A microphone windsock is the foam piece that is placed over a microphone which serves to block out certain intrusive, unwanted noises from reaching the microphone and getting recorded.
Purpose of a Microphone Windsock
Noise is all around us and a microphone, unless having the aid of a windsock placed over it, will pick up and record many of these noises. Certain sounds, such as wind and all air ruffles, low muffled distorted sounds such as stuttered words, and breath poppings (heavy breathing moans) are all undesired and would cause muffled, distorted sounds in a recording. A microphone windsock is placed over the microphone to help block out these noises. The foam is specifically designed to absorb these air ruffles and mumbled sounds, thus preventing them from reaching the microphone and getting recorded. Thus, the microphone windsock acts a noise filter so these undesired noises aren't recorded.
The windsock is placed directly over the microphone, absorbing the undesired sounds so that they cannot penetrate to the microphone and be recorded. The windsock, thus, acts as a filter so that the microphone doesn't pick up undesired noise signals.
Breath popping- Being that most microphones work by talking close to them, usually only an inch away, one extremely common undesired noise that would be picked up is breath popping. Breath popping is heavy breathing or moans of breath that a user may exhale. Usually when a person talks for an extended period of time, he begins to breathe out heavily from the exhaustion of talking to catch his breath. If this sound were picked up in a recording, it would appear as a loud noisy distorted signal in between speech. This is largely undesired. A microphone windsock serves to block the microphone from picking up these breath popping sounds, which allows for a cleaner output recording.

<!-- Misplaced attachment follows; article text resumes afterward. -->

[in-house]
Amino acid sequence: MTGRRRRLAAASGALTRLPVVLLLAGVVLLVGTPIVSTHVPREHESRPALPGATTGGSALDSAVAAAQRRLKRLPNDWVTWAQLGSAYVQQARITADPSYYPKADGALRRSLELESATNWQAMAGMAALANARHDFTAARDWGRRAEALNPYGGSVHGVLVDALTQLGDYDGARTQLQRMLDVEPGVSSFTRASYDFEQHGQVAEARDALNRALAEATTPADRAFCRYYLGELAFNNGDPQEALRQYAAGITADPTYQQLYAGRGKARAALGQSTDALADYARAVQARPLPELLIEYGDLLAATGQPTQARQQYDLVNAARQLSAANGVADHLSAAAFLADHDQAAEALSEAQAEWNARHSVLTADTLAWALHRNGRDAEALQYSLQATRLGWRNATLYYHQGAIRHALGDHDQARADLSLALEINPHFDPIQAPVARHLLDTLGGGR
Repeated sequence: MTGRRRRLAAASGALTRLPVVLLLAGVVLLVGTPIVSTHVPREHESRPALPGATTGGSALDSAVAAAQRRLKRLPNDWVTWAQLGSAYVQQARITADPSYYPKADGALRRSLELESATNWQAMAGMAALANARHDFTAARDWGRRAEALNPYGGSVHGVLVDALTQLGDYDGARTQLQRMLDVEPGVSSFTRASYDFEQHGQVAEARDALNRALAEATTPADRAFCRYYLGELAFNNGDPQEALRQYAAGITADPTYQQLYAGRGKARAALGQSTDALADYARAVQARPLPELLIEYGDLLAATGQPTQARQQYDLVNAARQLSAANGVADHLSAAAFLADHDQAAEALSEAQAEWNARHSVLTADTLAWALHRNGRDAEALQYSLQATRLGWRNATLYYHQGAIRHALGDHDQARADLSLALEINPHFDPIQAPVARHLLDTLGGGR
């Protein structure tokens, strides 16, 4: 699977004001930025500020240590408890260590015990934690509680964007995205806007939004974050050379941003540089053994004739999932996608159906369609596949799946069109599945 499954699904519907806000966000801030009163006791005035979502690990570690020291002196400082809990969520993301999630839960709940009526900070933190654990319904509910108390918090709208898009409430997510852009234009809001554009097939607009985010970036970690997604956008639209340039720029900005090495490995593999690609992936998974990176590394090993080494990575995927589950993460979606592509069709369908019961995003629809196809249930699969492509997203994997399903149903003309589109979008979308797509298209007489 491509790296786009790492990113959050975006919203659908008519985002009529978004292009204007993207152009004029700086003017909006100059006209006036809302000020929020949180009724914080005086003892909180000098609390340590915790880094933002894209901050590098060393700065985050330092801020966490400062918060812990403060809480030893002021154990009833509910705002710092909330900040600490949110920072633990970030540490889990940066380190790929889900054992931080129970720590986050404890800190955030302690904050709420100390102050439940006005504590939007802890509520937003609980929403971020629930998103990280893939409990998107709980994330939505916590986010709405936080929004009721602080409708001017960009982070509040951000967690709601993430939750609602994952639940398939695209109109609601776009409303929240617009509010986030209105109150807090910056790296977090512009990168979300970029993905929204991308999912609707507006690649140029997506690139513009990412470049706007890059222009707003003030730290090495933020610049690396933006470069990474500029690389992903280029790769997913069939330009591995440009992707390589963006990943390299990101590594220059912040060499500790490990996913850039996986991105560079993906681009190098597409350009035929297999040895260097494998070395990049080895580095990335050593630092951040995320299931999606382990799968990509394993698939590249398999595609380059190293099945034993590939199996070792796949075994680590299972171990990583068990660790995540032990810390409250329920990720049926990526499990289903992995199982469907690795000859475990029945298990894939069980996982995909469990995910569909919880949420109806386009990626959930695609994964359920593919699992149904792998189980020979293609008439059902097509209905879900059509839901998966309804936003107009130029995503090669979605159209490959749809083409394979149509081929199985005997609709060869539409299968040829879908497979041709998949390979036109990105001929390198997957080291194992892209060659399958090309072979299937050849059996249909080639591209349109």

Stuttering- In the same manner, the windsock can also block low frequency stutter noises that a user may speak if he stumbles over certain words. Certain words such as "buh" in the word "but" or "puh" in the word "please", just for examples, can be filtered out if a user speaks them, since they usually appear as jumbled low frequency noise that isn't much different than the noise from breath popping. Thus, a windsock filters this out as well.
Wind noises- Another common noise signal that a microphone windsock helps prevent is the sound of wind. If a microphone is left uncovered without a windsock piece, it will pick up the sound of wind either in an internal environment such as someone getting up and walking, creating air movement, or in an external environment such as outside wind. This would create air ruffles, which again would appear as noise on a recording signal. The windsock's foam piece functions to block this wind signal from being recorded by a microphone.
Microphone windsocks are almost always used with all microphones to prevent distortion due to breath poppings, wind, and all other air ruffles that may be produced in any environment. They come in a whole sort of variety of shapes and sizes to accomodate differing microphones.